After pre-university, she took the entrance tests for university, hoping to get into a program to study medicine. Her tests scores were not quite high enough for that, but she was able to get into the education program and receive a loan from the government in order to help with her expenses. She also said that unlike her other male relatives (who think she should be married already), that her father is very, very supportive of her education and even approves of her plan to continue on with some sort of graduate studies if she can gain admittance to such a program, even though doing so would mean having to go live and attend school in mainland Tanzania.
She does want to get married and have children someday, though she will not marry a man who will not allow her to work outside of the home. Her own mother plans to stay with the children when they are very small in order for her to be able to work.
Her friend who spoke wasn’t as interesting. He displayed the attitude I’m beginning to view as typical here – very dismissive of and demeaning towards women. He started off his talk by explaining that where we are from “ladies first, men second” might sometimes be the rule but that in Islam it is “always the men first, always!”.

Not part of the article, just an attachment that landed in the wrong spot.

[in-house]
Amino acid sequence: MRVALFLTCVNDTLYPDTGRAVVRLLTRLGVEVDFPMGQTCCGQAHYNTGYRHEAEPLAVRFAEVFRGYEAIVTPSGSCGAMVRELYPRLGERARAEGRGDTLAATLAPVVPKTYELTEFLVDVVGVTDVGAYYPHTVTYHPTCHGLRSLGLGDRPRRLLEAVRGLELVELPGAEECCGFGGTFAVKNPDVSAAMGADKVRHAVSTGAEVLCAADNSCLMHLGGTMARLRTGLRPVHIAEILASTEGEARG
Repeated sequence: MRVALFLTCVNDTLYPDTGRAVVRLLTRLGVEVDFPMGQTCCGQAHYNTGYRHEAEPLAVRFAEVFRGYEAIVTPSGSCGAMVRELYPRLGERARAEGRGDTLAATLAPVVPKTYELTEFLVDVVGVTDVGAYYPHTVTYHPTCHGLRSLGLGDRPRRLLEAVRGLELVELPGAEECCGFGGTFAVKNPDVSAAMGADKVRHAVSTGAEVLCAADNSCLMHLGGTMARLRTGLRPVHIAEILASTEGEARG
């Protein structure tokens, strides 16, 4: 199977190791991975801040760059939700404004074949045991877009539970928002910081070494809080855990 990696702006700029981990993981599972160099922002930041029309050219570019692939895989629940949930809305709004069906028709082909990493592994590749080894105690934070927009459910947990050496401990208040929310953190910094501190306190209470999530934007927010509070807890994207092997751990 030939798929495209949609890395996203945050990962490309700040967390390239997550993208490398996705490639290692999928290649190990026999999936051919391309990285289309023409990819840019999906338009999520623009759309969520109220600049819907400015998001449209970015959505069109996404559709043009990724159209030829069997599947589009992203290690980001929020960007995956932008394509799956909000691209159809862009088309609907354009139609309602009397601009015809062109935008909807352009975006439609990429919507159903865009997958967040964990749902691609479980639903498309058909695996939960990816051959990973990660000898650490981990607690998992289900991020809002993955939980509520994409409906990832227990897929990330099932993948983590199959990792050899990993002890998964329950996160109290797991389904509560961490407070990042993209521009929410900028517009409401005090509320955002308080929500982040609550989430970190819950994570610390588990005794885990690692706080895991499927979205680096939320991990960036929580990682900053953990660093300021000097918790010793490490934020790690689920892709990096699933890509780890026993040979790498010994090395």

I greatly admired Mpagi and her courage in speaking to us – it was clearly difficult for her to do, but I really learned a lot and her talk gave me a lot to think about. I realize more than ever how incredibly lucky I am in my own educational opportunities. All of my relatives are supportive of me going to college and studying science – not a one of them believes I should be kept in the kitchen and be producing half a dozen children to keep me busy. I also don’t have to worry about having enough materials, for example, in a science lab class in order to practice the necessary schools the way students in Zanzibar do if their government assisted funding isn’t paid to them on time.
A bunch of us then went to the market again for dinner tonight. I tried my first “Zanzibar Pizza”, dough wrapped around egg and vegetables (and meat or fish if you choose) and lightly fried (still too fried for me though) on a grill. Everyone else has been raving about them and while I liked mine, I wasn’t blown away by it. Though I still haven’t tried one of the dessert ones – which is banana and nutella stuffed - and I don’t think I will as that sounds a little too good!
A few last good things I’ve neglected to mention in previous entries:
1. When Rachel R. and her host brother were walking around together in Pemba, they came upon a goat giving birth and he informed her they were watching “Reproduction. Where one becomes two…reproduction!”
2. The man who came from the university to speak to us spoke of the difficulty of combining studies with “loving affairs”. (I think he would have just said “relationships” if he knew the words, but hearing the phrase “loving affairs” about fifty times within the space of five minutes was far more entertaining)
3. My current roommate, Kim, removed all of the hair braid extensions she got in Riruta tonight! She is really sad because she misses them and also because taking them out made an alarming amount of her real hair fall out too.
I get to go see monkeys tomorrow!